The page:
Through the 1950's, Karl typically incised the circled KM into the clay by hand, with a sharp metal stylus. Probably in the 1960's, he began making signature stamps from fired clay, with which the signature was impressed into the still-plastic foot. The stamping tools were often passed through more than one cycle of positive and negative stamping, drying and firing, resulting in substantial shrinkage and miniaturization. Sometimes, the stamp was made in a small ball of clay pressed onto the surface of the pot, as shown at right.
The circled KM was typically on the bottoms of the pots
through the 1950's. Later, on upright forms, he often put the signature low on
|Pieces made in 1975 while Karl was Bingham Professor of the Humanities at the University of Louisville (Kentucky) may be marked "U/L".|
|Beginning probably in the 1970's, Karl used alternative signatures on some pots. He began reserving his circled KM cachet for his more impressive "show" pieces. He continued to enjoy making simple utilitarian mugs, pitchers, bowls, and covered jars, and these were sometimes signed with a plain "KM" (not circled), "CP" for "Clayburn Pottery", "Studio M", or "Kiln Haus". The latter three were typically stamped.|
Through the 1950's Karl usually included the year on the bottoms of the pots. Around 1960, he decided he would rather not reveal the actual year he made a pot, so that would not be an issue when work was submitted to shows. Probably most of his pots made in the 1960's and 1970's were undated. About 1982, Karl adopted a secret cuneiform code for indicating the year, and also the serial number of each pot within the year. In order to read these codes, one should orient the circled KM at the top. The year will then be at the left, and the serial number at the right.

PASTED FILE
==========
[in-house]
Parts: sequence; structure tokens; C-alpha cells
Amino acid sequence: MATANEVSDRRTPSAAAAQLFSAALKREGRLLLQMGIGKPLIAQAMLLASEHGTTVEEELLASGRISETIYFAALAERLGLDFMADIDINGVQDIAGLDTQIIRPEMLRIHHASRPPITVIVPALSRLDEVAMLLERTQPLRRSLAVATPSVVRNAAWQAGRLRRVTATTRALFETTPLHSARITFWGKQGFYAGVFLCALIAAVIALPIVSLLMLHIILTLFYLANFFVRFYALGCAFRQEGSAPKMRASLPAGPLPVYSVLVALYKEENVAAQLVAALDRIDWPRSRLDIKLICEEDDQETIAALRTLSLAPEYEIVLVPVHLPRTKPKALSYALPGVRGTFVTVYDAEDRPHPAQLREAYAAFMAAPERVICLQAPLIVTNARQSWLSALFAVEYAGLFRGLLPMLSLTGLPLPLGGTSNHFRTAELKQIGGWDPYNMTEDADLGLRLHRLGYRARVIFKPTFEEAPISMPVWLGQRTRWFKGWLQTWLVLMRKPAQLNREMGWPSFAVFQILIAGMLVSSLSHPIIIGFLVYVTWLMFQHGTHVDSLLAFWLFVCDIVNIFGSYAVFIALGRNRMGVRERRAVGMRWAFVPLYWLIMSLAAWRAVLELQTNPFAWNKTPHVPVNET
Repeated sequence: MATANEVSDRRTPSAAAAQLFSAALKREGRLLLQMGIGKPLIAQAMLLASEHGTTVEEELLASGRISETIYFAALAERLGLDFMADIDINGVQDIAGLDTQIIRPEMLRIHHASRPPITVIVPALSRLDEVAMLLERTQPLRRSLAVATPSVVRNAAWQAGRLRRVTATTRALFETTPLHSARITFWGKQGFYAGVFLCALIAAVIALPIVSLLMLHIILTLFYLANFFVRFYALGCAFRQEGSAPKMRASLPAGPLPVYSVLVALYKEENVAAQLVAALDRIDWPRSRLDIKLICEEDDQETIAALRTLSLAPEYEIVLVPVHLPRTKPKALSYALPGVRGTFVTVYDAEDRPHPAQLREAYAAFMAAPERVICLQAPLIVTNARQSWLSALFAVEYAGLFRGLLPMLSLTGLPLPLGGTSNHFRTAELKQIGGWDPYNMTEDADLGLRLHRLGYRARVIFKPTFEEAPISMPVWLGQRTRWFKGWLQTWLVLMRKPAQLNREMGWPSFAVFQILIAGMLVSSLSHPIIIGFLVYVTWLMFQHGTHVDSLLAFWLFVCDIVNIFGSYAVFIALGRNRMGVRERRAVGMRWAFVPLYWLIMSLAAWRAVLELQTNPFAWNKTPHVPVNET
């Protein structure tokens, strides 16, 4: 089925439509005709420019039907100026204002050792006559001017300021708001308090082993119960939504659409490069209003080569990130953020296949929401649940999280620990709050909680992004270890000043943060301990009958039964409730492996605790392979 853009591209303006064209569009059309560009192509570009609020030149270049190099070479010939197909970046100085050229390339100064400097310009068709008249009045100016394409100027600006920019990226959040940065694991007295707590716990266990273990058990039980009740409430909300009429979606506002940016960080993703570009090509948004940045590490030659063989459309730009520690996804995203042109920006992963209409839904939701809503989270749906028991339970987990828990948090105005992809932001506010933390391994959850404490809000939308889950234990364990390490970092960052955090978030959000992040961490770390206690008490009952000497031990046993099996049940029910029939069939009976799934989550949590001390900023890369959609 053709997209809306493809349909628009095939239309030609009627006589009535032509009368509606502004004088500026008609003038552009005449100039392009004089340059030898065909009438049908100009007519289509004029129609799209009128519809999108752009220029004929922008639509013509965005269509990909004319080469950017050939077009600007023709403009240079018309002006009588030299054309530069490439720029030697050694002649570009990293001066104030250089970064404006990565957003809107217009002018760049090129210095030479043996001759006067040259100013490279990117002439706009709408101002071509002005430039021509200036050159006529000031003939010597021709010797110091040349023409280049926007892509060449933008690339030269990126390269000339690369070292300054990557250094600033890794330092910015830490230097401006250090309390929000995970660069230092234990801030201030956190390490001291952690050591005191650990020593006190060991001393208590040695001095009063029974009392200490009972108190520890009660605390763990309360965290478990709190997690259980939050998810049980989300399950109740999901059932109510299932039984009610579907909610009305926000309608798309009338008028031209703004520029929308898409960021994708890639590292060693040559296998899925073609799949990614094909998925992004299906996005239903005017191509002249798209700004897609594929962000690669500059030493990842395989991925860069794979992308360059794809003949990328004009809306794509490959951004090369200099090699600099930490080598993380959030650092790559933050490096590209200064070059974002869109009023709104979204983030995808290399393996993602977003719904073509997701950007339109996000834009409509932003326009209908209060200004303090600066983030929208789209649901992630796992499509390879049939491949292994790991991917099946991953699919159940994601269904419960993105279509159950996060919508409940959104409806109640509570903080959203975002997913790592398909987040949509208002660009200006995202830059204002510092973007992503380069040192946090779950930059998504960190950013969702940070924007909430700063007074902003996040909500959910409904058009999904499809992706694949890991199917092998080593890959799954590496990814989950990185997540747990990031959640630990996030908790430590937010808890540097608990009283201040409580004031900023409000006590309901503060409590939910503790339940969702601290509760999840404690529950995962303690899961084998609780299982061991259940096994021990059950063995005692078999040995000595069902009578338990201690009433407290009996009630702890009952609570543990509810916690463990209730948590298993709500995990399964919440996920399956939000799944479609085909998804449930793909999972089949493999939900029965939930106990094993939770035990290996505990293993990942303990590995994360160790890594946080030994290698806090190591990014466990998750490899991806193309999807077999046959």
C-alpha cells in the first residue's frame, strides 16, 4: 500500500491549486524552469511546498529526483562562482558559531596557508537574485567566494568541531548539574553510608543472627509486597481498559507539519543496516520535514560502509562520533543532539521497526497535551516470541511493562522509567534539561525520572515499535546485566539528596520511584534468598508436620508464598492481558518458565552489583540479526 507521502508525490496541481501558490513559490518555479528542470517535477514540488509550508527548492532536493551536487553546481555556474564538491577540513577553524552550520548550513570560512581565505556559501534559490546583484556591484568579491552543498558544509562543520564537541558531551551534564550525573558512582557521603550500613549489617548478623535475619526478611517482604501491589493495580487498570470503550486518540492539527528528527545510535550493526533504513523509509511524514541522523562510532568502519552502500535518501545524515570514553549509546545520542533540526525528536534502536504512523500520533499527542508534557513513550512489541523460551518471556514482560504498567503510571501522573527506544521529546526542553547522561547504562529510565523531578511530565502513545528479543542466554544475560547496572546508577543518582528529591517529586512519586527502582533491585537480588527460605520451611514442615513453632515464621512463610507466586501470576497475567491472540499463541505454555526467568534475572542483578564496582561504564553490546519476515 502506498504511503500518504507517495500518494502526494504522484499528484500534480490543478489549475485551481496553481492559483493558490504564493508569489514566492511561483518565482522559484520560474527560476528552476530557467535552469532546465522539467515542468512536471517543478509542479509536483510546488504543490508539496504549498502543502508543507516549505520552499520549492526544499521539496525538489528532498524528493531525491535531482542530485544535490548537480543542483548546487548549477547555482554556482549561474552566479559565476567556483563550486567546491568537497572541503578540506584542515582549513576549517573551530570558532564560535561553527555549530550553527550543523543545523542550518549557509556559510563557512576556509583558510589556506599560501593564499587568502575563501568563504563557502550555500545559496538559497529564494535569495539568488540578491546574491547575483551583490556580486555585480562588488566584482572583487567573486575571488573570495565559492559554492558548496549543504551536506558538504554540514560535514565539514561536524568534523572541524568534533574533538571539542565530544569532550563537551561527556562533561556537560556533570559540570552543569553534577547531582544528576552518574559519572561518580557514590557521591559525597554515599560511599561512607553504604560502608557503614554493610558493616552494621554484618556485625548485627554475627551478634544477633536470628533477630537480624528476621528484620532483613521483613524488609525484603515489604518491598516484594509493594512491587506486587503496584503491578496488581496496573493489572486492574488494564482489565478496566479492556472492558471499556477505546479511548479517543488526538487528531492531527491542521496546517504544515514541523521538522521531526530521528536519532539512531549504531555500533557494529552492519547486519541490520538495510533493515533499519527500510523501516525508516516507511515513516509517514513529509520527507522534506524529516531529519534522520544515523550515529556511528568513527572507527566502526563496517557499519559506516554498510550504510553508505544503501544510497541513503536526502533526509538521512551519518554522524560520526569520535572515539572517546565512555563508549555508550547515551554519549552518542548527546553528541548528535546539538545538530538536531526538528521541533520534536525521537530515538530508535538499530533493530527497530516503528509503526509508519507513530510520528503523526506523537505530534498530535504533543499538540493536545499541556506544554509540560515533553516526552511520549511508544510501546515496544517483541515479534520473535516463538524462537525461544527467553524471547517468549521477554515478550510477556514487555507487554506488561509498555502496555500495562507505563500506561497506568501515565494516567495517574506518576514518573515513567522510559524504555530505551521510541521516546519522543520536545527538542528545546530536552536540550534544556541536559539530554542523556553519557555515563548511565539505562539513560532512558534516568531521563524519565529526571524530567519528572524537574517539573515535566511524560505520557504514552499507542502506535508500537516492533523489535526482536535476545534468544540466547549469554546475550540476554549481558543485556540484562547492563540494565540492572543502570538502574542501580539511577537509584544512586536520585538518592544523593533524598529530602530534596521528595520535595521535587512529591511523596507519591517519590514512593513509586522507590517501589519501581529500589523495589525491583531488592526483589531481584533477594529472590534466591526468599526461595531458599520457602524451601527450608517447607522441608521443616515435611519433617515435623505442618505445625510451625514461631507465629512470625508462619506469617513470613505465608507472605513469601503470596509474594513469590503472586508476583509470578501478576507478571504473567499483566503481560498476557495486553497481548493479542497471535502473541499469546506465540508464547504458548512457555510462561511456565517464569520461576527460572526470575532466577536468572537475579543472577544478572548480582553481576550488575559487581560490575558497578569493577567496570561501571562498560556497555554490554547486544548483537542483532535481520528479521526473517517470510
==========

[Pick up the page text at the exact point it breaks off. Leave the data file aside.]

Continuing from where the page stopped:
Using the chart below, it can be seen that the pot at the right was the 18th pot Karl made in 1987.
Karl began coding dates about 1982. In the early 1990's, Karl gave a verbal description of his secret coding system to son Eric, who made written notes. There are a number of uncertainties, but the general scheme is clear. The variations shown below are Eric's guesses from his written notes -- perhaps not all these variations were actually used. In his symbols for the digits 6 through 9, it was immaterial whether the branches extended to the right, to the left, or both, and whether they angled up or down.
The first year, Karl indicated only the serial number for that year, but not the year. Example. It is not certain what the "first year" was. The earliest year for which we have an example is 1987 (see list of examples below). Thus, the first year might have been as late as 1986. (We would appreciate receiving photos of Karl's pots with examples of cuneiform date codes earlier than 1987.) After the first year, he began indicating the second digit of the year (e.g. "7" for 1987, "9" for 1989) plus the serial number. Two cases are known in which 1990 was indicated with a horizontal bar (for the digit zero, see below). Whether all 1990 pots were indicated consistently in this way is not certain. Beginning in 1991, both digits of the year are indicated. 1992 may have been the last year Karl made pots. Two examples are known coded 1992 (see below). If anyone knows of a pot coded later than 1992, please let me know.
The year and serial number were assigned at the time the body was made. In
some cases, glazing and final firing may have been completed
a year or more later.